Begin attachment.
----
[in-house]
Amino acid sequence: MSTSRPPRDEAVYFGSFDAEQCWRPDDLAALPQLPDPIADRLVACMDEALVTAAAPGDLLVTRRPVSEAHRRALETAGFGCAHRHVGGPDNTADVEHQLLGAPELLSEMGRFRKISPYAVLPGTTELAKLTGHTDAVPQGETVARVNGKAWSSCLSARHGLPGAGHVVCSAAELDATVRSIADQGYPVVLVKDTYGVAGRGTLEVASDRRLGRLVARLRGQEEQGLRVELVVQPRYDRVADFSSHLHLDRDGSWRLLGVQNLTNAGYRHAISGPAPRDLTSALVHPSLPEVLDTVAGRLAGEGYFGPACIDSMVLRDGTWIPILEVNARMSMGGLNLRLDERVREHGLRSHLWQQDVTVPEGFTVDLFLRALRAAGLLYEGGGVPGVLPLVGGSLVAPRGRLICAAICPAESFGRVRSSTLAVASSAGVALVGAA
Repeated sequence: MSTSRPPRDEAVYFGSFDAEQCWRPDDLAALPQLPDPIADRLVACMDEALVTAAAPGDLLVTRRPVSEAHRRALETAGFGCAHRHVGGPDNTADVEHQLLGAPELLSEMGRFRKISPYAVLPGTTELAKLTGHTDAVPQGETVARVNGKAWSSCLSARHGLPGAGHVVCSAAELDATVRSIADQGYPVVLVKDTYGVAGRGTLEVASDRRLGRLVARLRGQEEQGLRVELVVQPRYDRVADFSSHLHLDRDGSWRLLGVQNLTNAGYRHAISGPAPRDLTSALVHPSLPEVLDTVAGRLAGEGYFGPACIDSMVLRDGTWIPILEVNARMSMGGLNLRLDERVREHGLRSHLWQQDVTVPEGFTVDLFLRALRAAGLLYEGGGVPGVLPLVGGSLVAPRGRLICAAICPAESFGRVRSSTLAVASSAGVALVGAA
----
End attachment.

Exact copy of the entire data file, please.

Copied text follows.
[in-house]
Amino acid sequence: MSTSRPPRDEAVYFGSFDAEQCWRPDDLAALPQLPDPIADRLVACMDEALVTAAAPGDLLVTRRPVSEAHRRALETAGFGCAHRHVGGPDNTADVEHQLLGAPELLSEMGRFRKISPYAVLPGTTELAKLTGHTDAVPQGETVARVNGKAWSSCLSARHGLPGAGHVVCSAAELDATVRSIADQGYPVVLVKDTYGVAGRGTLEVASDRRLGRLVARLRGQEEQGLRVELVVQPRYDRVADFSSHLHLDRDGSWRLLGVQNLTNAGYRHAISGPAPRDLTSALVHPSLPEVLDTVAGRLAGEGYFGPACIDSMVLRDGTWIPILEVNARMSMGGLNLRLDERVREHGLRSHLWQQDVTVPEGFTVDLFLRALRAAGLLYEGGGVPGVLPLVGGSLVAPRGRLICAAICPAESFGRVRSSTLAVASSAGVALVGAA
Repeated sequence: MSTSRPPRDEAVYFGSFDAEQCWRPDDLAALPQLPDPIADRLVACMDEALVTAAAPGDLLVTRRPVSEAHRRALETAGFGCAHRHVGGPDNTADVEHQLLGAPELLSEMGRFRKISPYAVLPGTTELAKLTGHTDAVPQGETVARVNGKAWSSCLSARHGLPGAGHVVCSAAELDATVRSIADQGYPVVLVKDTYGVAGRGTLEVASDRRLGRLVARLRGQEEQGLRVELVVQPRYDRVADFSSHLHLDRDGSWRLLGVQNLTNAGYRHAISGPAPRDLTSALVHPSLPEVLDTVAGRLAGEGYFGPACIDSMVLRDGTWIPILEVNARMSMGGLNLRLDERVREHGLRSHLWQQDVTVPEGFTVDLFLRALRAAGLLYEGGGVPGVLPLVGGSLVAPRGRLICAAICPAESFGRVRSSTLAVASSAGVALVGAA